|Bank Says CPI Inflation Boosted By Temporary Factors–Maybe
Financial conditions remain highly accommodative around the globe. And the Bank today continued to assert that the rise in inflation above 3% is expected, “boosted by base-year effects, gasoline prices, and pandemic-related supply bottlenecks. These factors pushing up inflation are expected to be transitory, but their persistence and magnitude are uncertain and will be monitored closely. Wage increases have been moderate to date, and medium-term inflation expectations remain well-anchored. Core measures of inflation have risen but by less than the CPI.”
The Governing Council again stated the Canadian economy still has considerable excess capacity, and the recovery continues to require extraordinary monetary policy support. “We remain committed to holding the policy interest rate at the effective lower bound until economic slack is absorbed so that the 2 percent inflation target is sustainably achieved.” Concerning forward guidance, the Bank said, “We remain committed to holding the policy interest rate at the effective lower bound until economic slack is absorbed so that the 2 percent inflation target is sustainably achieved. In the Bank’s July projection, this happens in the second half of 2022.” This seems to be a placeholder statement, allowing the Bank to reassess the outlook next month, possibly delaying the guidance if the economy continues to perform below their July projection.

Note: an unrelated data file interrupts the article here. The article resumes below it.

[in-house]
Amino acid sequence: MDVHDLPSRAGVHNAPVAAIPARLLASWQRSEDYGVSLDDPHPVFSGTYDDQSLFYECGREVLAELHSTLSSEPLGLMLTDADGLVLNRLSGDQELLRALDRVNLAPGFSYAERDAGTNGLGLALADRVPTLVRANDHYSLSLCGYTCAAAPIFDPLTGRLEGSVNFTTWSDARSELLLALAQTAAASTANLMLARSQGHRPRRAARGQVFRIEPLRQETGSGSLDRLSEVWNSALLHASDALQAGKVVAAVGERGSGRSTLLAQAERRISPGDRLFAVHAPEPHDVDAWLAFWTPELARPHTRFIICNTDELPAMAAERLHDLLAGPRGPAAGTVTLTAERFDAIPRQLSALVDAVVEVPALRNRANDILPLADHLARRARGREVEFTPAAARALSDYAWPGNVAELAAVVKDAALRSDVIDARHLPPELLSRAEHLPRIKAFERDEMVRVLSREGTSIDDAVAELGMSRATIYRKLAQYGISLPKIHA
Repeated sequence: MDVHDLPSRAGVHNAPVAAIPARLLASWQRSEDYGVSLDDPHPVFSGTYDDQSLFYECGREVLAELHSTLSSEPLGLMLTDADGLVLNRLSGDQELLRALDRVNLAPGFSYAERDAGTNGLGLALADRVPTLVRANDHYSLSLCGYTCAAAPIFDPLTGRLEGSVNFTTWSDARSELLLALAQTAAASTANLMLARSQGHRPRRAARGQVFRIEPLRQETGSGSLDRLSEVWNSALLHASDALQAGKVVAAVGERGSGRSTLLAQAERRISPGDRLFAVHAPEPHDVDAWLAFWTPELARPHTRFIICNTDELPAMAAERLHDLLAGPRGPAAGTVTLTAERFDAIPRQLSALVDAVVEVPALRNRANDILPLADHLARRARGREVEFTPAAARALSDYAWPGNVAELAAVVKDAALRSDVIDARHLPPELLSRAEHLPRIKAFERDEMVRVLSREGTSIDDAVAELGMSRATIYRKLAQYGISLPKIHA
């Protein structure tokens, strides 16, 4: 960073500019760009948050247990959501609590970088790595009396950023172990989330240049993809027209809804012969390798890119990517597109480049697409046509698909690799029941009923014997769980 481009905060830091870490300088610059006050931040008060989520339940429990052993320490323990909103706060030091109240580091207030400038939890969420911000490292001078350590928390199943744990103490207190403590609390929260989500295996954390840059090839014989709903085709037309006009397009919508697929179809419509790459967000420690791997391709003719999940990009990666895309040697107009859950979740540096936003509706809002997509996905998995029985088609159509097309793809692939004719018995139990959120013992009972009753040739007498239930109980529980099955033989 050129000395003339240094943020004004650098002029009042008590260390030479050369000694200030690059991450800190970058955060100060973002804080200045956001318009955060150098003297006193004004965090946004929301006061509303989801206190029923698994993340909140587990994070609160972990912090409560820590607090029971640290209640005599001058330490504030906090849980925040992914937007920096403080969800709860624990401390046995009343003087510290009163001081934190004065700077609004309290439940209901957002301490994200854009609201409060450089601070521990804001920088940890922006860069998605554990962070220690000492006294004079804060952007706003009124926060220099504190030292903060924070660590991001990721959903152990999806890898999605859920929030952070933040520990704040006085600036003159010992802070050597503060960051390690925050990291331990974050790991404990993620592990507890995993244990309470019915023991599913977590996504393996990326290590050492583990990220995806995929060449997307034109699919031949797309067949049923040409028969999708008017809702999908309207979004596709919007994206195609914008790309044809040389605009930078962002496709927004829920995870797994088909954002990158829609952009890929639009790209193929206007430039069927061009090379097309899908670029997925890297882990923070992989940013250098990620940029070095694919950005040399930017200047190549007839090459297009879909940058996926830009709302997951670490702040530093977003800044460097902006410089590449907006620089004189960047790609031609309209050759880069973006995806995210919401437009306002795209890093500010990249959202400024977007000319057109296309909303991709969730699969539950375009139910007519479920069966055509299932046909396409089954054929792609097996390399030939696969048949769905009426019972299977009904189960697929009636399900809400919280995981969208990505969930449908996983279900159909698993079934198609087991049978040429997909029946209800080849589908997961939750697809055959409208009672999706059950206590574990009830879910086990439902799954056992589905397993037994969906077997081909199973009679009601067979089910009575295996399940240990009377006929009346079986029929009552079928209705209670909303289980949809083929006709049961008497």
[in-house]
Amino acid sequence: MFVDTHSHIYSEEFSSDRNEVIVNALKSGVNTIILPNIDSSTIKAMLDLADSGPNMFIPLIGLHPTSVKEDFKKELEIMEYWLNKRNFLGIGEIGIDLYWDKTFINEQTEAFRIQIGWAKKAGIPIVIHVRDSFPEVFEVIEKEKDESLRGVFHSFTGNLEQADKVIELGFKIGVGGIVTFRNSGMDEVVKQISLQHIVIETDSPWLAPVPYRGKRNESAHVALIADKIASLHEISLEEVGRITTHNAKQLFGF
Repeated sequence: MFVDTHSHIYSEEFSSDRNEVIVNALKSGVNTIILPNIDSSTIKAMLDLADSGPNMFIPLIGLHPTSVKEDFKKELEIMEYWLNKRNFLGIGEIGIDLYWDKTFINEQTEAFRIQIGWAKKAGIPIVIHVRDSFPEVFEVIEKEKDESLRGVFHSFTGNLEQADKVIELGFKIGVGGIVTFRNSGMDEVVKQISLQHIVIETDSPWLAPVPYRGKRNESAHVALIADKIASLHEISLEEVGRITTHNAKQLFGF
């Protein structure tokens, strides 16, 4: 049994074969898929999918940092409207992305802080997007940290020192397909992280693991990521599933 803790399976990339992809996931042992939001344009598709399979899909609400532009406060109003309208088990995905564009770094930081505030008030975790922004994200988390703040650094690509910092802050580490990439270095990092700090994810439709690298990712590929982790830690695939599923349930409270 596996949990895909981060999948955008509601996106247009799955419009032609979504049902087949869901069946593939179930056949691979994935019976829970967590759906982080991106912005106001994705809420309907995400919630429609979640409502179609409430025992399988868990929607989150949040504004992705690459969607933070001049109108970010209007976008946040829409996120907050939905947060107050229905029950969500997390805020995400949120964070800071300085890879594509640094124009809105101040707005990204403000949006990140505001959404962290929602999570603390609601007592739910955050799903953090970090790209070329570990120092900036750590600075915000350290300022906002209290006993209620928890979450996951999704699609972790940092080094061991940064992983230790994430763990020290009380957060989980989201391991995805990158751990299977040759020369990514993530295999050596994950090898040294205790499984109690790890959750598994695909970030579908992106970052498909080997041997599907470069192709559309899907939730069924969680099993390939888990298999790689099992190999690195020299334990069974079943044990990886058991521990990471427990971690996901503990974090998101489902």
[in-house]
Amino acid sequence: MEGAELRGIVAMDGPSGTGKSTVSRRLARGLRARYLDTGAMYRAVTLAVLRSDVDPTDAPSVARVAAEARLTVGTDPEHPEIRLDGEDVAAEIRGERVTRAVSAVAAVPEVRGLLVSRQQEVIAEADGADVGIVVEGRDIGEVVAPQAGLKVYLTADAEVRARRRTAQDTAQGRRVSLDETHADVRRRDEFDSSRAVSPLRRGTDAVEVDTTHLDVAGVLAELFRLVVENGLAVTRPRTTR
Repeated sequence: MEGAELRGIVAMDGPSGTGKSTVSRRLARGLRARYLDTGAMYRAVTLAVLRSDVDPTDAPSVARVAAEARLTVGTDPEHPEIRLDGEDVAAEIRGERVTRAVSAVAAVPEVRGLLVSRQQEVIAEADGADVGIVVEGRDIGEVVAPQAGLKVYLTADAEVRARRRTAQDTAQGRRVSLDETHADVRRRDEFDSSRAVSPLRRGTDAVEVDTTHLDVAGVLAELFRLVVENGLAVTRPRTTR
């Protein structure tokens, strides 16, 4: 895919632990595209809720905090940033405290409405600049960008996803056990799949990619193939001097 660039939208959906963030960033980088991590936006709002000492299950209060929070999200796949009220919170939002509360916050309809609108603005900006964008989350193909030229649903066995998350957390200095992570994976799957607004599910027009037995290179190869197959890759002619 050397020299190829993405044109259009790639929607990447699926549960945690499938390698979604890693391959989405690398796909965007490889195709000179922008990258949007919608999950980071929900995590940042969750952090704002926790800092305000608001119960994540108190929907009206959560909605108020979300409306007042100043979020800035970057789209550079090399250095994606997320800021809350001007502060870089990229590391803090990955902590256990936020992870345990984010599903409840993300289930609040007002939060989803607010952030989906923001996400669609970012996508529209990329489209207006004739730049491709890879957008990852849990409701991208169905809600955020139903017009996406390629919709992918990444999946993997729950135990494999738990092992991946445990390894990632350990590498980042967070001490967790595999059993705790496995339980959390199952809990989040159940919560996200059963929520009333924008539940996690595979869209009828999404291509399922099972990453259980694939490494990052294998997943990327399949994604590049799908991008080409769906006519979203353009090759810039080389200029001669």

Similarly, the Bank maintains its Quantitative Easing program at the current pace of purchasing $2 billion per week of Government of Canada (GoC) bonds, keeping interest rates low across the yield curve. “Decisions regarding future adjustments to the pace of net bond purchases will be guided by Governing Council’s ongoing assessment of the strength and durability of the recovery. We will continue to provide the appropriate degree of monetary policy stimulus to support the recovery and achieve the inflation objective”.
Only time will tell if the Bank of Canada is correct in believing that inflation pressures are temporary. Financial markets will remain sensitive to incoming data, but bond markets seem willing to accept their view for now. The 5-year GoC bond yield has edged down from its recent peak of 1.0% posted on June 28th to a current level of .80%. In contrast, the Canadian dollar had weakened significantly since late June when it was over US$0.825 to US$0.787 this morning. Clearly, the Bank of Canada is committed to keeping Canadian interest rates low for the foreseeable future.
The next Bank of Canada policy decision date is October 27th. Stay tuned for the Canadian employment report this Friday.